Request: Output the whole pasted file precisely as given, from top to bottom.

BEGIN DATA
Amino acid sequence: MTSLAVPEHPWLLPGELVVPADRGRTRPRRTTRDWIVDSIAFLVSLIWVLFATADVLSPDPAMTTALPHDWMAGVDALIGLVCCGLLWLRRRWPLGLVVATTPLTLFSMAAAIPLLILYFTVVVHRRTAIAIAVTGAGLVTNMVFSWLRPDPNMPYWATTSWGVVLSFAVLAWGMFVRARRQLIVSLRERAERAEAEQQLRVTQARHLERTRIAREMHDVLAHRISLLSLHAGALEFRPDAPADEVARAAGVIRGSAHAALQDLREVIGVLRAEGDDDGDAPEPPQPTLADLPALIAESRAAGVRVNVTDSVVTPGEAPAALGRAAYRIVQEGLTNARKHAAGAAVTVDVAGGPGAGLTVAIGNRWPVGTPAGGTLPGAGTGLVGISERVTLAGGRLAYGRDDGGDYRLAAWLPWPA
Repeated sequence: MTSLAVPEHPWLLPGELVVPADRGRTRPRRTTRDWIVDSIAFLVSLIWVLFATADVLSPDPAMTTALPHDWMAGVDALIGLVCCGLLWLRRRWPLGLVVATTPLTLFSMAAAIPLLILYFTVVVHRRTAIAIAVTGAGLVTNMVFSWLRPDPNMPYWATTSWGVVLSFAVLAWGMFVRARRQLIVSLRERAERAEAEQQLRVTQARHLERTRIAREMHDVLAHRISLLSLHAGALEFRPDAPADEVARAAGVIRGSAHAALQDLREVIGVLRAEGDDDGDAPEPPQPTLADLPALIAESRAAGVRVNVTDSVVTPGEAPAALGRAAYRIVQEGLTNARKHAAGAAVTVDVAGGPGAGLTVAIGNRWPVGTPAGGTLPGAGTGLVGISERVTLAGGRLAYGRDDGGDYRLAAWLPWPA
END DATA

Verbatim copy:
Amino acid sequence: MTSLAVPEHPWLLPGELVVPADRGRTRPRRTTRDWIVDSIAFLVSLIWVLFATADVLSPDPAMTTALPHDWMAGVDALIGLVCCGLLWLRRRWPLGLVVATTPLTLFSMAAAIPLLILYFTVVVHRRTAIAIAVTGAGLVTNMVFSWLRPDPNMPYWATTSWGVVLSFAVLAWGMFVRARRQLIVSLRERAERAEAEQQLRVTQARHLERTRIAREMHDVLAHRISLLSLHAGALEFRPDAPADEVARAAGVIRGSAHAALQDLREVIGVLRAEGDDDGDAPEPPQPTLADLPALIAESRAAGVRVNVTDSVVTPGEAPAALGRAAYRIVQEGLTNARKHAAGAAVTVDVAGGPGAGLTVAIGNRWPVGTPAGGTLPGAGTGLVGISERVTLAGGRLAYGRDDGGDYRLAAWLPWPA
Repeated sequence: MTSLAVPEHPWLLPGELVVPADRGRTRPRRTTRDWIVDSIAFLVSLIWVLFATADVLSPDPAMTTALPHDWMAGVDALIGLVCCGLLWLRRRWPLGLVVATTPLTLFSMAAAIPLLILYFTVVVHRRTAIAIAVTGAGLVTNMVFSWLRPDPNMPYWATTSWGVVLSFAVLAWGMFVRARRQLIVSLRERAERAEAEQQLRVTQARHLERTRIAREMHDVLAHRISLLSLHAGALEFRPDAPADEVARAAGVIRGSAHAALQDLREVIGVLRAEGDDDGDAPEPPQPTLADLPALIAESRAAGVRVNVTDSVVTPGEAPAALGRAAYRIVQEGLTNARKHAAGAAVTVDVAGGPGAGLTVAIGNRWPVGTPAGGTLPGAGTGLVGISERVTLAGGRLAYGRDDGGDYRLAAWLPWPA